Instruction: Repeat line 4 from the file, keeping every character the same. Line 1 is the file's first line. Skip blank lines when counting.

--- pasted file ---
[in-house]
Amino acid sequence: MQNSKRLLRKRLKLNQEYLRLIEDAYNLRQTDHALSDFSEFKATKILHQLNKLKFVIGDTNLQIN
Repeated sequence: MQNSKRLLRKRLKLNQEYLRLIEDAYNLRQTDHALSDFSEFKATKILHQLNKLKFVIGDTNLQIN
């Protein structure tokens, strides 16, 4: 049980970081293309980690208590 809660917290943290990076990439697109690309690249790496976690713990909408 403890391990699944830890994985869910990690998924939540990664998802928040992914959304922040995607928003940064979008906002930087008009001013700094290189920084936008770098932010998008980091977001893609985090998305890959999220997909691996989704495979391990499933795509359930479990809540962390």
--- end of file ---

């Protein structure tokens, strides 16, 4: 049980970081293309980690208590 809660917290943290990076990439697109690309690249790496976690713990909408 403890391990699944830890994985869910990690998924939540990664998802928040992914959304922040995607928003940064979008906002930087008009001013700094290189920084936008770098932010998008980091977001893609985090998305890959999220997909691996989704495979391990499933795509359930479990809540962390």